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Originally Published: October 1975
Some people wake up screaming. Alice Cooper spends his days that way. If nightmares were nice, they would be dreamed by Alice. And they would look and sound like "Welcome To My Nightmare," a television special and the lastest LP by the King of Shock Rock.
"Welcome To My Nightmare" is Alice's most carefully planned project, first conceived over 2 years ago when Alice became fascinated with the demonic visions that appeared in his dreams. Realizing that his own nocturnal emissions were only a handful of the billions being dreamed around the world, Alice decided to present a set for everyone to share. After choosing some of his most horrifying visitations for the concept, Alice began pre-production work for the soundtrack in association with guitarist Dick Wagner and composer Alan Gordon at Alice's Los Angeles home inthe spring of 1974.
The composition of the lyrics and melodies on "Nightmare" spanned three continents and were written in some of the most exotic cities in the world, including Paris, Rio De Janeiro and New York. By autumn of 1974 Alice and a host of rock and roll's finest musicians moved to Nimbus 9 Studios in Toronto where master producer Bob Ezrin began work on the project. Extensive recording, over-dubbing and sweetening continued at the Record Plant West and A&R Studios in New York. The massive project was finally completed 5 months later in January of 1975 at a cost of over $200,000.
"Nightmare" presents yet another musical facet of Alice Cooper; a more diverse, melodious and haunting side to the master of macabre and mayhem. "Only Women Bleed," for example, is Alice's first pure-bred love balled. Tracks like "Some Folks" and "Cold Ethyl" are blistering hard rockers in the tradition of "Eighteen" and "School's Out." There is also "Department of Youth," Alice's anthem for the children of the world who makde him the symbol of their generation.
But don't forget the nightmares! "Steven" is a spellbinding glimpse into the mind of Alice's newest psychotic boy-man, and "Black Widow" is an enchantingly hideous production enriched by the voice of film star Vincent Price. As in all nightmares there is "The Awakening," and for Alice, at least, "Escape".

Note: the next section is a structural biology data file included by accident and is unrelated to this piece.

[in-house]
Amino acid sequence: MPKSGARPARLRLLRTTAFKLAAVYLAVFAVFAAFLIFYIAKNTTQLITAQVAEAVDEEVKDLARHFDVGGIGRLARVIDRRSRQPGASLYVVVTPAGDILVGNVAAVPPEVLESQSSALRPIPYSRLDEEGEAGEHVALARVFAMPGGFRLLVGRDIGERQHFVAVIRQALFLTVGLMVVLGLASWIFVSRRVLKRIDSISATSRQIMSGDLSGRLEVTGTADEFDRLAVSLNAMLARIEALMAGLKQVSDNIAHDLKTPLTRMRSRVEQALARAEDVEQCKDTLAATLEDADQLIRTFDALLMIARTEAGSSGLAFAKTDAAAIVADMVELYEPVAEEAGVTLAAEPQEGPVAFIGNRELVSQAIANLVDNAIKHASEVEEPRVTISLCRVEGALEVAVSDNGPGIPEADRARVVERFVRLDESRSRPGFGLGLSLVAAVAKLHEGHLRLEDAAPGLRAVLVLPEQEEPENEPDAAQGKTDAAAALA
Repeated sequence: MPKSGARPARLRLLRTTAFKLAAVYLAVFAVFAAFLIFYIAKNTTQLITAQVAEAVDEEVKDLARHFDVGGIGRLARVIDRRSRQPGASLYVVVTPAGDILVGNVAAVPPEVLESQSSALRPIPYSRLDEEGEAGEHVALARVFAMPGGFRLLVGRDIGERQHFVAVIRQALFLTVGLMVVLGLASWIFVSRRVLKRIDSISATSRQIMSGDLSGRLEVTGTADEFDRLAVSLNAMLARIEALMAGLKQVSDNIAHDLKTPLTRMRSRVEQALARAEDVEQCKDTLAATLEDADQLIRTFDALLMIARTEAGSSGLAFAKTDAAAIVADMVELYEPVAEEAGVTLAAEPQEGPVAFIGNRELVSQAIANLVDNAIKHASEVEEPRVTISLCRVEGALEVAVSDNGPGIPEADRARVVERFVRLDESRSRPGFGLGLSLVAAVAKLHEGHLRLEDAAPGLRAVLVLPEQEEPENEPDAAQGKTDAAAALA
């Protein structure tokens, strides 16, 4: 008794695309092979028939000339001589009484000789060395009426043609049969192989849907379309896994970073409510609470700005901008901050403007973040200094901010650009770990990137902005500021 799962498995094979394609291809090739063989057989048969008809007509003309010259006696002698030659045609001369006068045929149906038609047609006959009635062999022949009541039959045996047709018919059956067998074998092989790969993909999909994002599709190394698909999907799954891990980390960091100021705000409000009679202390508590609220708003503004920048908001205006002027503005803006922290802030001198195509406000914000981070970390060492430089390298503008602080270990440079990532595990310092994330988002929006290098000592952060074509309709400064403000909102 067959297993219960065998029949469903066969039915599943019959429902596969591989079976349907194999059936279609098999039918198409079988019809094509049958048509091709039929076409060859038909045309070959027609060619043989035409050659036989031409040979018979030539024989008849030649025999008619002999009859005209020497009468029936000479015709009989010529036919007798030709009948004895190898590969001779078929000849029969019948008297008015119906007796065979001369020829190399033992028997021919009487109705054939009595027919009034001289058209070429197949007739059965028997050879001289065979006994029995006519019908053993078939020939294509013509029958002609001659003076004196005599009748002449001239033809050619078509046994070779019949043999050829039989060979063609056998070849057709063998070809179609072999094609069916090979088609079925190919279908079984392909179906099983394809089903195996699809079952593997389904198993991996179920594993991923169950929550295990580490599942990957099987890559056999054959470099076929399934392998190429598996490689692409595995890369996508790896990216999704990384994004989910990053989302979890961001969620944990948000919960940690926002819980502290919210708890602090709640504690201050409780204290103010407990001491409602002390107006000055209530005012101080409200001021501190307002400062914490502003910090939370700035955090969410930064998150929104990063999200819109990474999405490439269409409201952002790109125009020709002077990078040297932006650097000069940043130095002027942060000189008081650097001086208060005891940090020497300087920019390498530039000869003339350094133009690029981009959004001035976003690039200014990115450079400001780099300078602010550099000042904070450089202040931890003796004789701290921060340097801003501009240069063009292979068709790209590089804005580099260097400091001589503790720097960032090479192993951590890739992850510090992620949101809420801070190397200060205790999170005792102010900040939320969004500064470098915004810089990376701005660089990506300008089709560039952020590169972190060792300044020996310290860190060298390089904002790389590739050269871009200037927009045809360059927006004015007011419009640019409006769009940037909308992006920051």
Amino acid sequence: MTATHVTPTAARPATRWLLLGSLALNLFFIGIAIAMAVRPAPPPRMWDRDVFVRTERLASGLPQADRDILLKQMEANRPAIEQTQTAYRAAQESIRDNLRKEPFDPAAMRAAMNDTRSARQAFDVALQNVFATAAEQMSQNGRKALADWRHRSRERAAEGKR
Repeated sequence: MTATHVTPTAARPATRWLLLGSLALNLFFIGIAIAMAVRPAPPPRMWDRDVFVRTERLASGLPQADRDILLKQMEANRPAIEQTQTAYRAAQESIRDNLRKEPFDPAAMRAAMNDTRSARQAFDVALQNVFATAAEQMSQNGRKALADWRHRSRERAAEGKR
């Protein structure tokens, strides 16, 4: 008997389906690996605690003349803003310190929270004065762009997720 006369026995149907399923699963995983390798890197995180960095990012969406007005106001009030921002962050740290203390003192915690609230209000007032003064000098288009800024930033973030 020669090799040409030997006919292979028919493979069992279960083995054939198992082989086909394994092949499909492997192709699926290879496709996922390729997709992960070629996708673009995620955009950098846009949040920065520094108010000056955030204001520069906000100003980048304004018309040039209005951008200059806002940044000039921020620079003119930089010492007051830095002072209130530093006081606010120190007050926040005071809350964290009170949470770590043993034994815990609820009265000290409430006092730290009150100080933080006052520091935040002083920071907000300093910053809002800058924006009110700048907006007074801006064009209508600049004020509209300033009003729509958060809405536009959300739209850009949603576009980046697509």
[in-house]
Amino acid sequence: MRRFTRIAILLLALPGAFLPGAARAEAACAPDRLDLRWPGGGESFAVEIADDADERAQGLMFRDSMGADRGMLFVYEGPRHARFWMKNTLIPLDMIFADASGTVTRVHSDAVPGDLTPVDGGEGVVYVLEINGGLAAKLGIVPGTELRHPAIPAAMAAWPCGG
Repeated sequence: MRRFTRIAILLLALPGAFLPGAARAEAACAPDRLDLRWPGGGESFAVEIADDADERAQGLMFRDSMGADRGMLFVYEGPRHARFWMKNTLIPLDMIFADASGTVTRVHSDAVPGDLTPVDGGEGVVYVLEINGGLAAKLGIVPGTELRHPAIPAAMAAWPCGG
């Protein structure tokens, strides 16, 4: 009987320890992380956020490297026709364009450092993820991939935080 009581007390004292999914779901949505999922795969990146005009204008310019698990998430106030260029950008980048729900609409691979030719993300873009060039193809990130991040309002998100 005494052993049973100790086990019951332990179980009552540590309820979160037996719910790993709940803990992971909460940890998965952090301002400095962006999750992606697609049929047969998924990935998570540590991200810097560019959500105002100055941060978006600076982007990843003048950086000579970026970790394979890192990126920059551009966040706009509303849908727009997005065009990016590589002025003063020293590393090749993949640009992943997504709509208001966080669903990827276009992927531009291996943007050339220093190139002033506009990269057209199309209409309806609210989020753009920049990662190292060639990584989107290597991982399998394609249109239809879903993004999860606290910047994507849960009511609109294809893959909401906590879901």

But Alice's "Nightmare" can be anyone's dream, and to prove it he will bring it to people all over the world on an 8 month tour beginning in mid-spring of 1975. The "Nightmare" tour enlists the talents of some of the most brilliant showmen in the entertainment business, including famed television and motion picture producer-director and winner of the Peabody and Christopher Awards and six Emmy niminations, David Winters, who is responsible for the elaborate staging choreography, and set designer Joe Gannon who has designed productions like the Neil Diamond show and Alice's "Billion Dollar Baby" tour.
The most elaborate, extensive and dramatic tour ever conceived, "Nightmare" is expected to gross over $6 million, and Alice (as they say) has come a long, long way to all this. Born under mysterious circumstances in Detroit in 1948 his family moved to Phoenix when he was 11 where Alice proceeded to grow into an arch-typical teenager; track star, school clown and journalist. In his senior year at Cortez High School, (which Alice immortalized in "Alma Mater") he appeared in a Beatle wig with guitar in hand for a skit by the Letterman's club in the school cafeteria. The skit was a joke, but it laid the foundation for a philosophy that was to eventually make Alice the most popular and unconventional entertainer of the 1970's.
At the age of 18 Alice and his band began periodic trips to Los Angeles while he attended college in Phoenix. Eventually the lure of tinsel town on the Pacific took him away from school and made the Cooper group full time Los Angeles citizens. Alice lived there for 2 years, sleeping in a coffin, living in motels and mansions, inexplicably dressing in women's clothing and wearing make-up while other glitter rockers were still in grade school.
It wasn't until 5 years later, after Alice had moved to Detroit, that he met Bob Ezrin who was responsible for the production work on the first smash single from the Cooper group, "Eighteen." There's been a log of mascara under the eyelids since then, including 6 gold albums, 3 platinum, sales of over 12 million records and a tune called "School's Out" which became the largest selling single in the history of Warner Brothers Records. There was also the legendary "Billion Dollar Baby" tour, a 56-city - 62 day blitz of the U.S.A. that grossed over $5 million and made Alice Cooper a household name.
After Alice's "Billion Dollar Baby" tour the Coop relaxed for a year before returning to the studio with Ezrin to begin work on "Nightmare." Listen to the album and see the show.
You'll know that Alice is here again, and you just might make up screaming.